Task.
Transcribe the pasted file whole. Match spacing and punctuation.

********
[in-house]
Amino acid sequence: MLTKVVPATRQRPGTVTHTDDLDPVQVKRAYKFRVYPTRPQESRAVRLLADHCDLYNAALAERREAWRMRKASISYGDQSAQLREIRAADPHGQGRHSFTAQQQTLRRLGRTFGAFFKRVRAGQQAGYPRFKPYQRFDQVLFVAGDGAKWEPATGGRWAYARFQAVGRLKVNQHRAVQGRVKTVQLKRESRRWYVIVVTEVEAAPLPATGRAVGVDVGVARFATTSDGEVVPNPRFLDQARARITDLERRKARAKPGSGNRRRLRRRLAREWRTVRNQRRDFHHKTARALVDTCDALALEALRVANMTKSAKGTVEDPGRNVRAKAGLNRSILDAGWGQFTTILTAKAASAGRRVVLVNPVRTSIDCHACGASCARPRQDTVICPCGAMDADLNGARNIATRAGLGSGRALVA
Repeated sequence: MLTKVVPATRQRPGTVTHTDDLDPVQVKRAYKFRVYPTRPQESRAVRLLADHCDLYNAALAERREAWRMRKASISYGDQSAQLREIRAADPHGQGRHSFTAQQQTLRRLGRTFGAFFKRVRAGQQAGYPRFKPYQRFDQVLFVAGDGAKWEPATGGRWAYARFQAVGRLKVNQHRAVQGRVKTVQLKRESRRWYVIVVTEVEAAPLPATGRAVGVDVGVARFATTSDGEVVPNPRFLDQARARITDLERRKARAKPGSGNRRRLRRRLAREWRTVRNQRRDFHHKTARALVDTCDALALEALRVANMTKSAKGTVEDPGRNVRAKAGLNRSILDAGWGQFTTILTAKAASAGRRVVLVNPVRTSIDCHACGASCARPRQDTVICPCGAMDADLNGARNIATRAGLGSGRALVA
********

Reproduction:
[in-house]
Amino acid sequence: MLTKVVPATRQRPGTVTHTDDLDPVQVKRAYKFRVYPTRPQESRAVRLLADHCDLYNAALAERREAWRMRKASISYGDQSAQLREIRAADPHGQGRHSFTAQQQTLRRLGRTFGAFFKRVRAGQQAGYPRFKPYQRFDQVLFVAGDGAKWEPATGGRWAYARFQAVGRLKVNQHRAVQGRVKTVQLKRESRRWYVIVVTEVEAAPLPATGRAVGVDVGVARFATTSDGEVVPNPRFLDQARARITDLERRKARAKPGSGNRRRLRRRLAREWRTVRNQRRDFHHKTARALVDTCDALALEALRVANMTKSAKGTVEDPGRNVRAKAGLNRSILDAGWGQFTTILTAKAASAGRRVVLVNPVRTSIDCHACGASCARPRQDTVICPCGAMDADLNGARNIATRAGLGSGRALVA
Repeated sequence: MLTKVVPATRQRPGTVTHTDDLDPVQVKRAYKFRVYPTRPQESRAVRLLADHCDLYNAALAERREAWRMRKASISYGDQSAQLREIRAADPHGQGRHSFTAQQQTLRRLGRTFGAFFKRVRAGQQAGYPRFKPYQRFDQVLFVAGDGAKWEPATGGRWAYARFQAVGRLKVNQHRAVQGRVKTVQLKRESRRWYVIVVTEVEAAPLPATGRAVGVDVGVARFATTSDGEVVPNPRFLDQARARITDLERRKARAKPGSGNRRRLRRRLAREWRTVRNQRRDFHHKTARALVDTCDALALEALRVANMTKSAKGTVEDPGRNVRAKAGLNRSILDAGWGQFTTILTAKAASAGRRVVLVNPVRTSIDCHACGASCARPRQDTVICPCGAMDADLNGARNIATRAGLGSGRALVA